Many seem to think Steve a Jobs was going to run Apple tightly until he died of old age, but I think he was preparing to step away before he got sick. His building a boat to sail around with his family does not sound like someone who intended to spend the bulk of his time at One Infinite Loop. Had he not gotten sick, I think we would have seen Steve Jobs step away from such an active role at Apple by now.

    The bottom line is that Tim Cook is running Apple, he has it highly profitable, growing and crushing it’s core competitors. Netflix could be bought out for the spare change in the Tim Cook’s office couch. Apple could buy a company like Comcast, AT&T or Verizon without having to borrow a cent. That is an amazing performance and there is not a corporate board in the world that would get in his way with a record like that.

  7. Another thing that Steve brought to Apple that Tim does not was his ability to see the future.

    No, I’m NOT saying Steve was clairvoyant, but the reality was that when someone showed him a new device concept — everything from Woz showing him the Apple I to what became the iPod and what became the iPhone — he could tell if it was the future or not. He could do it better than anyone else in the past 50+ years. Sure, he made some big mistakes (you only have to mention the hockey puck mouse to show that), but his track record was far better than anyone else’s.

    Tim does NOT have that talent. He’s a great day-to-day guy. But, he cannot see the future like Steve could.

    True, in reality Steve invented virtually nothing. But, when someone showed him a dozen different concepts he could, better than anyone else, say which ones would become the future. Plus, he was not bashful about pointing out flaws (and occasionally making pointed suggestions) in the chosen concept. And even further, he was never timid in telling people that all the items presented were complete and total crap. Steve would have rather had no product than one that was doomed to fail from the beginning.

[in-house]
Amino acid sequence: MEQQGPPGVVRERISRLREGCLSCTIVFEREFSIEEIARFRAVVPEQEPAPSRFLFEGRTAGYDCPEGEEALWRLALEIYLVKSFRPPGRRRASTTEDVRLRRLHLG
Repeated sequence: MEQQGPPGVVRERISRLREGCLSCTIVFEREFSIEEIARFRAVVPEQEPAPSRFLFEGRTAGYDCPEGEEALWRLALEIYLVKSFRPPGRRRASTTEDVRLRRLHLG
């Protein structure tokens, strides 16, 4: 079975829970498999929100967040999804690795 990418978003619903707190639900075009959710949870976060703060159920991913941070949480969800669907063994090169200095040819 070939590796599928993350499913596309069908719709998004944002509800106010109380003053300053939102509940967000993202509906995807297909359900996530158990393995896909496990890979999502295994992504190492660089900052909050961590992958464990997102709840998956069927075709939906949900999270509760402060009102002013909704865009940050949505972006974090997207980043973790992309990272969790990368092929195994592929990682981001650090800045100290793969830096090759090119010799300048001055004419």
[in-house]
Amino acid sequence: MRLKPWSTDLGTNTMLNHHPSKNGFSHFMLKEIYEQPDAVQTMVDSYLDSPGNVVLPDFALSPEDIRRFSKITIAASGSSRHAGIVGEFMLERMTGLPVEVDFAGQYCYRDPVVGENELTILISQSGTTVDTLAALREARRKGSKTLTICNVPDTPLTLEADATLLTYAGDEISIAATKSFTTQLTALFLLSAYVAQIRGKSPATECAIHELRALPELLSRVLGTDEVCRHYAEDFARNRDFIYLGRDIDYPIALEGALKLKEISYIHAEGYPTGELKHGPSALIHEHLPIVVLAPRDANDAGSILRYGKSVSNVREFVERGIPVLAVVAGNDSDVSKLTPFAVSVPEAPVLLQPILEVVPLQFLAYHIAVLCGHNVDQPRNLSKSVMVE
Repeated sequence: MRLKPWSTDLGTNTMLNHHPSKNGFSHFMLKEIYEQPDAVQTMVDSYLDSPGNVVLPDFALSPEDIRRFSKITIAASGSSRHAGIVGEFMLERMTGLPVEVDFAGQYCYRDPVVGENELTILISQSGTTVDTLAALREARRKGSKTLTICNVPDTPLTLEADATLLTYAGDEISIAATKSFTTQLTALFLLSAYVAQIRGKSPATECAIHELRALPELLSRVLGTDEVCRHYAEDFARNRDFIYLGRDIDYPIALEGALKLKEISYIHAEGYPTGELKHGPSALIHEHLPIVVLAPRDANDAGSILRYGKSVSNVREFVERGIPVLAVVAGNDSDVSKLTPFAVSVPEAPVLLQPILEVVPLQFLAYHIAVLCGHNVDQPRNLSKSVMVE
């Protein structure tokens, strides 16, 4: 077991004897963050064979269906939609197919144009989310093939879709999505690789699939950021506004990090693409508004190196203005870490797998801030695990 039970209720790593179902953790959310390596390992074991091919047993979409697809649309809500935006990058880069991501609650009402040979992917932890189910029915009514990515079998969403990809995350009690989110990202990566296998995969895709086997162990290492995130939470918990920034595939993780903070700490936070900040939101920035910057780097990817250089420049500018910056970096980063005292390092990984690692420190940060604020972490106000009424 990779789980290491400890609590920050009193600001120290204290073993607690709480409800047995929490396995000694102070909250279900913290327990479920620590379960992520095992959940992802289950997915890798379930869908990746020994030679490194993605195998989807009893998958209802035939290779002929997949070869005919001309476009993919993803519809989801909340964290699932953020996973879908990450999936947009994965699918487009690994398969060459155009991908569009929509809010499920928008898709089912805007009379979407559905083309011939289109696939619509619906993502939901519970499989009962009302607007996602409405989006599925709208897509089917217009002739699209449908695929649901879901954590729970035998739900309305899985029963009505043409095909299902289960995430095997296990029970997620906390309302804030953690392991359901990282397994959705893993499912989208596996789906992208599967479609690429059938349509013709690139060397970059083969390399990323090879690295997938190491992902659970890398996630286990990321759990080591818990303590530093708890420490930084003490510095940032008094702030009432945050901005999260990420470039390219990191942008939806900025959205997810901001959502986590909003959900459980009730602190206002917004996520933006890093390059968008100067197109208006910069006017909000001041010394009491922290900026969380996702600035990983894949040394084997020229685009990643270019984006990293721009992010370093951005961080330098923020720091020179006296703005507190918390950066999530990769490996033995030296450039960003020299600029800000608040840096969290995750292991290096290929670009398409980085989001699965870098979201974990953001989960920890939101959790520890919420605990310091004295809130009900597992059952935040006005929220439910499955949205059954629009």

Tim, needs products, even mediocre ones, to build the company the way Tim thinks Apple needs to be built. Steve thought mediocre products was the start of the slippery slope to total failure.

  8. Steve was great and irreplaceable but Apple made its share of screwups with him at the helm. Who could forget the round mouse? Anyways, not fair to place every Apple mistake on Tim Cook’s head.

  9. It’s amazing how people compare apples to oranges. If anyone other than myself recalls a comment made when Mr Cook took over for Steve that Steve told him don’t do what I would do (steve) do what Tim Cook would do. So to out it simple if you don’t like the direction Apple has headed is heading the don’t buy the products. Plane and simple.

  10. Yes world. Steve Jobs died October 5, 2011. That’s over four years ago. And techTard journalists STILL have nothing better to do all day than to compare Steve Jobs, who is DEAD, to Tim Cook, who is alive.

    Jobs is DEAD. Get it? He DIED. Compare a LIVING person to a DEAD person, as if Jobs could be reanimated and be the Apple CEO again. OMG stupid stuff.

  11. Dude…get over it. Take the Steve Jobs shrine down, and find a girlfriend or other of significance. I’m sorry your Apple stock trades haven’t made you a billionaire…maybe next quarter. Oh and Apple TV, maybe that’s next quarter too. The only thing there are more of than Steve Job mistakes, is the long list of ex-Apple execs “who coulda been contenders.” Right.